Updated: Dec 13, 2021
Ever wondered why every organic gardener tells you that you should plant leguminous plants in association with others? Or that you should include them in your crop-rotation scheme? Or that they’re just plain cool? Well, wonder no more. Here we’ll explore the key aspect that makes legumes desirable for the gardener, beyond their individual benefits as food or ornamentation. We’re talking about the nitrogen-fixating capability of these plants, which results in a capability for improving the soil fertility by growing in it and, consequently, in a lot of fields around the world that look like this:
Look at all that white clover!
The first and most important thing to understand about all of this is that legumes themselves do not actually fixate nitrogen into the soil. What they do is offer a certain group of bacteria a space to live within their roots, thus creating a symbiotic relationship with them. While the plants are alive, thus, they get the advantage of having something akin to a nitrogen-production system (really a nitrogen-fixation system) in their roots, which allows them to outgrow the competition, and after they die all of this nitrogen that they had accumulated goes back into the soil in ways that other plants can use.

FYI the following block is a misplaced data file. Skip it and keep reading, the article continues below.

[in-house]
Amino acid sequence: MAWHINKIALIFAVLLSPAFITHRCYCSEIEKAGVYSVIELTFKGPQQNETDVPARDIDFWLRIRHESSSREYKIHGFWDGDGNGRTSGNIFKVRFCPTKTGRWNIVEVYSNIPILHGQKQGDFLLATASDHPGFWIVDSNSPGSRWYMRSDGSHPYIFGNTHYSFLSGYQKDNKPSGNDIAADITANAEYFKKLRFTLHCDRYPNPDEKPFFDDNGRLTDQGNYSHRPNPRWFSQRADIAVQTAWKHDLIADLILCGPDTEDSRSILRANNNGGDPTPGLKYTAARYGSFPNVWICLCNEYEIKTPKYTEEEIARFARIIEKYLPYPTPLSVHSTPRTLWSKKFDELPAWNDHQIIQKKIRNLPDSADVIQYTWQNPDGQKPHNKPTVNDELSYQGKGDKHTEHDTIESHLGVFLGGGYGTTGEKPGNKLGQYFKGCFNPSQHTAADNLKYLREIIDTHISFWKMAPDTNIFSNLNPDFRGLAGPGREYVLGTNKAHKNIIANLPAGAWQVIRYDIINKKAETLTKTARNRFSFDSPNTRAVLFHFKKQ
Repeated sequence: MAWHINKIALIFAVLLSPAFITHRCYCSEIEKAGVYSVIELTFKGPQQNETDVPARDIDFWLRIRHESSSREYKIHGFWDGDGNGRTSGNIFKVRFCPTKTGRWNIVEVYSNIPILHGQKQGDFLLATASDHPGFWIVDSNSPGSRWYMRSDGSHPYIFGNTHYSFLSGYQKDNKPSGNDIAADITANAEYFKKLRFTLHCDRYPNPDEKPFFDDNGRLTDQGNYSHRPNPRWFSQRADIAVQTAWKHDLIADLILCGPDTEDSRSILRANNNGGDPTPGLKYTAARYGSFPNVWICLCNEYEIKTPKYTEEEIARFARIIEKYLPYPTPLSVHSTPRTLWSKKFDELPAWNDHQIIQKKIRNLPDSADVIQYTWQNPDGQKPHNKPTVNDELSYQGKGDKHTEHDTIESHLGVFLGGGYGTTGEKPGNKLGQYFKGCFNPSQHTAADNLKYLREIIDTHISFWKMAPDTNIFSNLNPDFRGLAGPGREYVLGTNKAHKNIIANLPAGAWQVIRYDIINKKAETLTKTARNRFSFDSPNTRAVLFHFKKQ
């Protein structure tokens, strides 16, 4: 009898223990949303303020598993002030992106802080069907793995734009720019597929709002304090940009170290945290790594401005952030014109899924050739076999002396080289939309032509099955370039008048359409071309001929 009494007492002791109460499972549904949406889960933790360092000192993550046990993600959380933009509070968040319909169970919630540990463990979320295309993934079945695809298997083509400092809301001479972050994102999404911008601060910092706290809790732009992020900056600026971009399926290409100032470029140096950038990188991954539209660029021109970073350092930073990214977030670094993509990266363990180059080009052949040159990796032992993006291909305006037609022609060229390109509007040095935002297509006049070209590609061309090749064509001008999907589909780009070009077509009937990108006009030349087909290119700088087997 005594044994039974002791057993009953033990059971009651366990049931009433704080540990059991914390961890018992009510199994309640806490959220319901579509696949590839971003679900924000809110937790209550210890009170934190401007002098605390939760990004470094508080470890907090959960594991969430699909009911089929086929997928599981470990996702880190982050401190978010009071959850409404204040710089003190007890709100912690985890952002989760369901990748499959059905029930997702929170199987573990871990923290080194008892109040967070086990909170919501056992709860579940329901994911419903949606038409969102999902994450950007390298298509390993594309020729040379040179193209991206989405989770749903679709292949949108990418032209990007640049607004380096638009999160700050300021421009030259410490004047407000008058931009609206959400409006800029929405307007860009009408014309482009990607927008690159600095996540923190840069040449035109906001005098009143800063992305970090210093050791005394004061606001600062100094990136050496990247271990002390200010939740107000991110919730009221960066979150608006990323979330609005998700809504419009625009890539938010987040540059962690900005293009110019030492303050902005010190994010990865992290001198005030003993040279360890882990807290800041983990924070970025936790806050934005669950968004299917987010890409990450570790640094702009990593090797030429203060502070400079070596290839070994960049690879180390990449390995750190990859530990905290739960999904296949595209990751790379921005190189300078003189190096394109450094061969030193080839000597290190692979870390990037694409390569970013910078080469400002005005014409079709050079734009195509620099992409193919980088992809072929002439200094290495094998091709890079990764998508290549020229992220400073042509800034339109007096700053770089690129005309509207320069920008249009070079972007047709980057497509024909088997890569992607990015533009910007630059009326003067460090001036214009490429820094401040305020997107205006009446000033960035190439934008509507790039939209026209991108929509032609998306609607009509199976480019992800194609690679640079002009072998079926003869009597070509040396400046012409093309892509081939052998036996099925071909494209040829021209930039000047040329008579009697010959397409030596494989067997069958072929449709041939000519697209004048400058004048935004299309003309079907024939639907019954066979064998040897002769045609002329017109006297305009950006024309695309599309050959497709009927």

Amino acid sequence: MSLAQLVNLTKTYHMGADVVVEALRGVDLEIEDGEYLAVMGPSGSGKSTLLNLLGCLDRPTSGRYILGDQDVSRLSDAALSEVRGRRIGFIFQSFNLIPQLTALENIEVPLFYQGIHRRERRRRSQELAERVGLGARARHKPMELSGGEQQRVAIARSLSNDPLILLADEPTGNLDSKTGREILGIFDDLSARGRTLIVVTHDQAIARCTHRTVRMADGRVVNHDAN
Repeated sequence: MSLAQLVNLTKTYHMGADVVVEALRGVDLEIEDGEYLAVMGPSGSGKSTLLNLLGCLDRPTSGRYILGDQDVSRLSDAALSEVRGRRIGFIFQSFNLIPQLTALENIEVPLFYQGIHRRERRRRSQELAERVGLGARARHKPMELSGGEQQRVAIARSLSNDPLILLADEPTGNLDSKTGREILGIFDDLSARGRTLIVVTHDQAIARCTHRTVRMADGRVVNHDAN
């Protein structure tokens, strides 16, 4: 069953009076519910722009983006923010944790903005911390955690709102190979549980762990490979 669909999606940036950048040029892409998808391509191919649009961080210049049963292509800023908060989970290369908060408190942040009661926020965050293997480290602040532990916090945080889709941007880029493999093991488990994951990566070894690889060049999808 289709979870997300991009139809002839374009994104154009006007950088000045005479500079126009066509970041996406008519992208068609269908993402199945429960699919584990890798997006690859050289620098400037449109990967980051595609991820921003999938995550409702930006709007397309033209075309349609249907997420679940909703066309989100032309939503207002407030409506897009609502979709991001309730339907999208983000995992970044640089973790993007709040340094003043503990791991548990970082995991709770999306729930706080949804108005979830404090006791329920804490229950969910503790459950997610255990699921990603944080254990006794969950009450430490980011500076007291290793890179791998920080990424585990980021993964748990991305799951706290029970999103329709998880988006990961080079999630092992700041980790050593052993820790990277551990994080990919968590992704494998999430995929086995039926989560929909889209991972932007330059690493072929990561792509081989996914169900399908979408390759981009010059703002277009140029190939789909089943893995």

The nitrogen that these bacteria (called diazotroph bacteria) take and make available for other plants is mostly nitrogen that is present in the form of gas in the atmosphere. Plants can’t use nitrogen directly like this, so they take advantage of the compounds that the bacteria make as a result of their own feedings off this gaseous nitrogen, like ammonia and nitrate. What legumes simply do is make nodules in their roots, which look from the outside like weird growth but are actually similar to beehives for these nitrogen-fixing bacteria. And that’s mostly how legumes are associated with them, and in turn, serve to fix nitrogen into the soil after they die, and why when you uproot your bean plants their roots look like this:
Those weird-looking warts are the nodules!
We say ‘mostly, of course, because there’s really quite a bit more of science going into this. If you are interested in reading about the process in-depth, take a look at this interesting article here, by a team of researchers from the Max Planck Institute of Marine Microbiology of Bremen, in Germany. Happy growing!